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Proposed Rule

Airworthiness Directives; Boeing Model 747-100, -100B, -100B SUD, -200B, -200C, -200F, and -300 Series Airplanes; and Model 747SP and 747SR Series Airplanes; Equipped with Pratt & Whitney JT9D-3, and -7 (except -70) Series Engines or General Electric CF6-50 Series Engines with Modified JT9D-7 Inboard Struts

Document Details

Information about this document as published in the Federal Register.

Published Document

This document has been published in the Federal Register. Use the PDF linked in the document sidebar for the official electronic format.

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AGENCY:

Federal Aviation Administration (FAA), DOT.

ACTION:

Notice of proposed rulemaking (NPRM).

SUMMARY:

The FAA proposes to adopt a new airworthiness directive (AD) for certain Boeing airplanes listed above. This proposed AD would require repetitive detailed inspections of the midspar web of the inboard and/or outboard struts for cracking, disbonding, or buckling; repetitive detailed inspections of the midspar stiffeners for any crack or fracture; related investigative actions; and corrective actions, if necessary. This proposed AD is prompted by reports of cracking in the midspar web. We are proposing this AD to detect and correct cracking in the midspar assembly, which could result in the loss of the midspar assembly load path, and could, combined with the loss of the Nacelle Station 180 bulkhead load path, lead to the separation of the engine from the airplane.

DATES:

We must receive comments on this proposed AD by November 15, 2004.

ADDRESSES:

Use one of the following addresses to submit comments on this proposed AD.

  • DOT Docket Web Site: Go to http://dms.dot.gov and follow the instructions for sending your comments electronically.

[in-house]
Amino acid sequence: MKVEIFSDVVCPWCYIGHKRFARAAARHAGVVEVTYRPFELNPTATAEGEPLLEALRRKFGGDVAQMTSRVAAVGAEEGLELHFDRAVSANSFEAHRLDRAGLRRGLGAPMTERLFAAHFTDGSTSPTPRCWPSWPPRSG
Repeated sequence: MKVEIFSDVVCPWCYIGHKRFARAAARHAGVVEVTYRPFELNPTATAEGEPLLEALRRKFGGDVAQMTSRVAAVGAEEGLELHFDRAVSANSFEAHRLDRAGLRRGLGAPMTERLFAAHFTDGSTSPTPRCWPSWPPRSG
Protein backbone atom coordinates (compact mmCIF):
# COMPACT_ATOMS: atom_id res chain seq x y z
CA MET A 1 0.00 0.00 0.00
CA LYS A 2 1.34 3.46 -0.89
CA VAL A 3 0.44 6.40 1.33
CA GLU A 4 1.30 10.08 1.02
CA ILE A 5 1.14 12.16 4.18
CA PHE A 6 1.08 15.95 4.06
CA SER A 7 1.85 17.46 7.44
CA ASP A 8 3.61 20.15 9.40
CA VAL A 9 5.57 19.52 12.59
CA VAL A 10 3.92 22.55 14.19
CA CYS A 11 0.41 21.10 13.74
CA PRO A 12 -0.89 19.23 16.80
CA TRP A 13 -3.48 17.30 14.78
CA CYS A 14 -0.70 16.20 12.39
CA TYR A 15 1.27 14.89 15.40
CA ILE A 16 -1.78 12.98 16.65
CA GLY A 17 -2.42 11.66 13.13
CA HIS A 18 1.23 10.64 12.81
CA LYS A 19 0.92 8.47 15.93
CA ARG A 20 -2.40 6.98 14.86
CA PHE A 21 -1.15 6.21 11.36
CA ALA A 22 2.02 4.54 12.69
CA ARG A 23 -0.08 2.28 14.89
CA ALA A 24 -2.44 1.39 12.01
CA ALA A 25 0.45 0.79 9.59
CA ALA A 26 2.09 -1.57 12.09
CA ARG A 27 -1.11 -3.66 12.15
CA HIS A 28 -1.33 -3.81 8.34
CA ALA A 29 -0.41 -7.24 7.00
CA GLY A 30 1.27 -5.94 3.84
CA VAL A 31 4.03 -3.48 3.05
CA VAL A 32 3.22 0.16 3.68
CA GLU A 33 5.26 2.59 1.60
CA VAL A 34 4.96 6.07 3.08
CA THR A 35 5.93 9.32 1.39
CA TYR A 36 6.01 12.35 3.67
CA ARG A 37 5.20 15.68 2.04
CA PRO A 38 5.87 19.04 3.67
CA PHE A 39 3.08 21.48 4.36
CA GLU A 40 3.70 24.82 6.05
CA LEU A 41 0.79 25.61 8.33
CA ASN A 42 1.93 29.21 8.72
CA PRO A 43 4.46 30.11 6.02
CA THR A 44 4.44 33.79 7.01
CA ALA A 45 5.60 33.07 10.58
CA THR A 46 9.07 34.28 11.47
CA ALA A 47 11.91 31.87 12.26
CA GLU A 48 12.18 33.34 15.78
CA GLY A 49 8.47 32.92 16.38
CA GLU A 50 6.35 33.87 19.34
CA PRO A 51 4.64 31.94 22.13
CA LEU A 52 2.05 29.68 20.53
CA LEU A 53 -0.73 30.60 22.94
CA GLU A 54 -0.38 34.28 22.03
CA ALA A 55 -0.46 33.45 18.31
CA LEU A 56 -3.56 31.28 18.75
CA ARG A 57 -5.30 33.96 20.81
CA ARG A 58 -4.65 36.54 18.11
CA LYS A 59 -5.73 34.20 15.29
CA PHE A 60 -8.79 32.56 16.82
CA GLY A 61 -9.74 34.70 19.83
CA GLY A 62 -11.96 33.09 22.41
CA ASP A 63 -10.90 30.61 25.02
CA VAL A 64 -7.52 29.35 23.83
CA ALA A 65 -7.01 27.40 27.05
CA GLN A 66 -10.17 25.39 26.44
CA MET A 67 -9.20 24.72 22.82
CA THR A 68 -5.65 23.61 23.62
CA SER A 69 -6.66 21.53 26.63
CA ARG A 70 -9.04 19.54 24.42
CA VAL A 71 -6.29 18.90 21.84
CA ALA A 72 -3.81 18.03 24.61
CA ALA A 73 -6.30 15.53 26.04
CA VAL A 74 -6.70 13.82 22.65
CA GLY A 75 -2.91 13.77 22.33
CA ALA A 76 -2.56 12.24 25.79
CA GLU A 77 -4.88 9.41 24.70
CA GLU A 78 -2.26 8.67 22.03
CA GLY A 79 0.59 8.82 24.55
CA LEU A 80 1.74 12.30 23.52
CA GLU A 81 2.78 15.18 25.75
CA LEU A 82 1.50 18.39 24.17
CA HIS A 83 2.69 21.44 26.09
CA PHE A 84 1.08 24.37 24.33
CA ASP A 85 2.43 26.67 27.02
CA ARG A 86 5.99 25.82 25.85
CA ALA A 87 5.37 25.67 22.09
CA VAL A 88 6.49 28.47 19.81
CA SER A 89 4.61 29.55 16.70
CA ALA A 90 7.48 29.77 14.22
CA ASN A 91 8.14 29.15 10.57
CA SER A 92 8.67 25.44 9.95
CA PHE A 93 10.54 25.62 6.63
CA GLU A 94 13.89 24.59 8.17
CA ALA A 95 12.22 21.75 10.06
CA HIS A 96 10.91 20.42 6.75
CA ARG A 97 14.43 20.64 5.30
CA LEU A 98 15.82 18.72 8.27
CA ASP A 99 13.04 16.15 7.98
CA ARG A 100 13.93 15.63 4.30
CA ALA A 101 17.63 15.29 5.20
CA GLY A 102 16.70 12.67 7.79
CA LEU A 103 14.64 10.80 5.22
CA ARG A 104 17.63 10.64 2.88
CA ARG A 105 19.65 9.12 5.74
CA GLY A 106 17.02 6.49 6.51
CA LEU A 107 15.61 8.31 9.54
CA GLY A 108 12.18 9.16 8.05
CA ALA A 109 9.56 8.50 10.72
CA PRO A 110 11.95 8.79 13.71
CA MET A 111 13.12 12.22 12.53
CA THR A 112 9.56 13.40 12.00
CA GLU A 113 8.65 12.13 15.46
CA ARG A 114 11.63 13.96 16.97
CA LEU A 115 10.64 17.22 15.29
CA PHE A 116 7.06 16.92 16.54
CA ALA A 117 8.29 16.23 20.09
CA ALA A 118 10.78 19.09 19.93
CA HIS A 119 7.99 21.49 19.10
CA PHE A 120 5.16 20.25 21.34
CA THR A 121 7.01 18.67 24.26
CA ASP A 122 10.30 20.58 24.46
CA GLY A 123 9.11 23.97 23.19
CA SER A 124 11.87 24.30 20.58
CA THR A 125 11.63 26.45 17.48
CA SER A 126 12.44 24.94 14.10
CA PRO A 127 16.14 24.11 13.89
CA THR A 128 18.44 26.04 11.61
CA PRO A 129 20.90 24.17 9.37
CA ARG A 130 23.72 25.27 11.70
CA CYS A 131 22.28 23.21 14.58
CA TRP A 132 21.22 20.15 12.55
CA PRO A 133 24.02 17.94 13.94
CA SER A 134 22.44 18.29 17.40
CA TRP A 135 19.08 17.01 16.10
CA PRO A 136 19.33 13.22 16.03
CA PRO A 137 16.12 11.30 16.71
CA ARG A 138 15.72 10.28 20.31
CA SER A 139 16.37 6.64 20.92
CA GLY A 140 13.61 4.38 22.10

• Government-wide Rulemaking Web Site: Go to http://www.regulations.gov and follow the instructions for sending your comments electronically.
  • Mail: Docket Management Facility, U.S. Department of Transportation, 400 Seventh Street SW., Nassif Building, room PL-401, Washington, DC 20590.
  • By Fax: (202) 493-2251.
  • Hand Delivery: Room PL-401 on the plaza level of the Nassif Building, 400 Seventh Street SW., Washington, DC, between 9 a.m. and 5 p.m., Monday through Friday, except Federal holidays.

For service information identified in this proposed AD, contact Boeing Commercial Airplanes, P.O. Box 3707, Seattle, Washington 98124-2207.

You can examine the contents of this AD docket on the Internet at http://dms.dot.gov, or at the Docket Management Facility, U.S. Department of Transportation, 400 Seventh Street SW., room PL-401, on the plaza level of the Nassif Building, Washington, DC.

Start Further Info

FOR FURTHER INFORMATION CONTACT:

Candice Gerretsen, Aerospace Engineer, Airframe Branch, ANM-120S, FAA, Seattle Aircraft Certification Office, 1601 Lind Avenue, SW., Renton, Washington 98055-4056; telephone (425) 917-6428; fax (425) 917-6590.

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SUPPLEMENTARY INFORMATION:

Docket Management System (DMS)

The FAA has implemented new procedures for maintaining AD dockets electronically. As of May 17, 2004, new AD actions are posted on DMS and assigned a docket number. We track each action and assign a corresponding directorate identifier. The DMS AD docket number is in the form “Docket No. FAA-2004-99999.” The Transport Airplane Directorate identifier is in the form “Directorate Identifier 2004-NM-999-AD.” Each DMS AD docket also lists the directorate identifier (“Old Docket Number”) as a cross-reference for searching purposes.

Comments Invited

We invite you to submit any written relevant data, views, or arguments regarding this proposed AD. Send your comments to an address listed under ADDRESSES. Include “Docket No. FAA-2004-19200; Directorate Identifier 2003-NM-195-AD” in the subject line of your comments. We specifically invite comments on the overall regulatory, economic, environmental, and energy aspects of the proposed AD. We will consider all comments submitted by the closing date and may amend the proposed AD in light of those comments.